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Lasius neglectus, by Cremer et al, PLOS ONE

Ants disinfect their young by drooling backside poison

Personal hygiene is paramount for insects, as it is for us. They too must contend with a cavalcade of bacteria and fungi that threaten to soil their food and infect their bodies. And cleanliness is one of their most important defences against such infections. This goal is familiar to us, but the methods are… unorthodox.

Take the emerald cockroach wasp. Its larva disinfects its food, which happens to be is a zombie cockroach that the young wasp is devouring from the inside out. Its cleaning technique involves slobbering antibacterial fluids inside its living cradle-cum-larder. I’ve written more about the wasp’s behaviour at Nature News (including the see-through windows that scientists installed in cockroaches so they could watch the larva). Carl Zimmer also has you covered here at Phenomena.

For now, I’m going to deal with another recently discovered case of insect hygiene, involving ants that suck poison from their backsides and drool over their brood.

Ants, bees and other social insects live in dense colonies that could easily be wiped out by a single outbreak of disease. To prevent this from happening, the entire colony often acts as a giant immune system that works together to protect their health. Bees, for example, will sometimes buzz in tandem to raise their body temperature, creating a “social fever” that heats bacteria to death. Ants will groom each other to remove the spores of parasitic fungi.

Sylvia Cremer from the Institute of Science and Technology in Austria has spent years studying these hygienic behaviours, and she has found a new one in the garden ant Lasius neglectus. These ants are known to lick fungal spores off their larvae, which they store in pockets in their mouths. Later, they spit these out in small pellets. Now, Cremer has found that the ants have another trick: They slather a poisonous fluid over their denuded youngsters, turning their mouths into temporary “chemical disinfection chambers.’’

Cremer’s team members Simon Tragust and Barbara Mitteregger noticed that the ants don’t manage to clean every spore from their larvae. But even those they miss are much less likely to germinate. The secret to this suppression lies in the ants’ back ends, and specifically in a hole called the acidopore. If the team plugged this opening, the ants were only half as good at suppressing the growth of fungal spores.

The acidopore connects to an ant’s anus, pheromone gland, and poison gland. It’s that last one that matters. When Tragust ad Mitteregger gently poked the ants from behind, they would release their poison as a droplet. Depleted of this chemical supply, they lost their antifungal powers.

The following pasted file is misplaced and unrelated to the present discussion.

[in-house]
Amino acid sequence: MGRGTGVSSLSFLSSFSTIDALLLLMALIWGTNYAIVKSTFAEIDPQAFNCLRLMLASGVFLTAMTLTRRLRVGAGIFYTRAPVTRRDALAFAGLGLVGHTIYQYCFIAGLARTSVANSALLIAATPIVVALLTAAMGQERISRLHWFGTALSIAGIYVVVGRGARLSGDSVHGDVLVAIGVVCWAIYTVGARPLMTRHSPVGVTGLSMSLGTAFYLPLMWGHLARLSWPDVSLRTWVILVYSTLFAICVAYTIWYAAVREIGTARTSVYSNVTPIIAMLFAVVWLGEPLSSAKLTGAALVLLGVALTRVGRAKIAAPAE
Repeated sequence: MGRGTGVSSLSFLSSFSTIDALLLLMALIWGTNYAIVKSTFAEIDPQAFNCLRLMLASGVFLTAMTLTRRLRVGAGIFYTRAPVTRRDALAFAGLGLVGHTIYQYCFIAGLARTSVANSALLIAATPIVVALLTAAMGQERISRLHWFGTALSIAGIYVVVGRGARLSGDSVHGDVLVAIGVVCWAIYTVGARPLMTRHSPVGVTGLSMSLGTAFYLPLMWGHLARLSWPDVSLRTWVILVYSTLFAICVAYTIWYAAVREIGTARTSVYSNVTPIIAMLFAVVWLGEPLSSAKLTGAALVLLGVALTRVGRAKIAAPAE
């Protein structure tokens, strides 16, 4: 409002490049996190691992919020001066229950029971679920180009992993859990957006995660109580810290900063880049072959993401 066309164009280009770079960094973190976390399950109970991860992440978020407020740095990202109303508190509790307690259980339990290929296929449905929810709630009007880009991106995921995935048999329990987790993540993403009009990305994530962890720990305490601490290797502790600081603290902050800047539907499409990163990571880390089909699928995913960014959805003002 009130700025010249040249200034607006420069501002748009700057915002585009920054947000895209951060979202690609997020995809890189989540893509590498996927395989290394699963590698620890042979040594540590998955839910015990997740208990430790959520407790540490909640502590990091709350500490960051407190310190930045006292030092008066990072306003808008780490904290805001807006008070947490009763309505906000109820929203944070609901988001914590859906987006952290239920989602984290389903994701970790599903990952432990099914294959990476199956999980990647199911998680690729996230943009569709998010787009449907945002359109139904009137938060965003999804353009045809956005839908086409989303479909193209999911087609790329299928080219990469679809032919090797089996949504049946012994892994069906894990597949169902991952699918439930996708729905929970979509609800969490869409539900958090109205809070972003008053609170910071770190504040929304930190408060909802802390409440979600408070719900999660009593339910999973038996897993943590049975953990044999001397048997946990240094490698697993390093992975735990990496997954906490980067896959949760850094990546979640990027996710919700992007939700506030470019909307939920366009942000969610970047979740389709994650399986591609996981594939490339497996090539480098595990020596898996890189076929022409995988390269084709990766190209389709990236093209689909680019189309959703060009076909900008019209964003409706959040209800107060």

The droplet that comes out of the acidopore contains 37 chemicals, but mostly formic acid—a pungent substance that many ants use to defend themselves from predators. Formic acid even gets its name from ‘formica’, the Latin word for ‘ant’. It makes up 60 percent of the acidopore droplets, and accounts for 70 percent of its fungus-busting powers. The other substances, such as vinegary acetic acid, did very little on their own but gave an extra boost to formic acid’s antifungal properties.

Some of the ants would spray the poisonous cocktail directly onto the larvae, but most of them took an indirect route. They ‘licked’ their acidopore and sucked up their own poison into their mouths. They then cleaned their brood, and slathered the acidic poison over them in the process.

This method has many benefits. Tragust and Mitteregger think that it allows the ants to apply their precious chemicals more accurately and evenly. It also means that they disinfect their own mouths, since the acid kills the spores that they lick off the larvae, and stops any pellets they spit out from germinating.

The garden ant and the cockroach wasp are just two new examples of insects acting as their own pharmacists—using self-made chemicals to defend themselves against bacteria. In the simplest strategies, they groom themselves with defensive chemicals. Ants and termites do this, as do rove beetles groom themselves, which use a substance called stenusine to walk on water as well as repel fungi and bacteria.

Some species use their chemicals to clean their homes, relatives, or food supply. Some bees and wasps incorporate their venom into the building materials for their nests. Fire ants apply antibacterial chemicals onto their eggs, and liberally spray the stuff into the brood chambers, where the eggs are kept. The European beewolf—a  type of parasitic wasp—embalms the honeybees that it provisions for its larvae, by covering them with an oily secretion that stops water from condensing and makes it harder for fungi to grow.

At a time when many human societies lack decent sanitation, and others have only enjoyed it for a few centuries, it’s sobering to remember that insects have been practicing careful hygiene for millions of years.

Reference: Tragust, Mitteregger, Barone, Konrad, Ugelvig & Cremer. 2012. Ants Disinfect Fungus-Exposed Brood by Oral Uptake and Spread of Their Poison. Current Biology

Herzner, Schelcht, Dollhofer, Parzefall, Harran, Kreuzen, Pilsl & Ruther. 2013. Larvae of the parasitoid wasp Ampulex compressa sanitize their host, the American cockroach, with a blend of antimicrobials.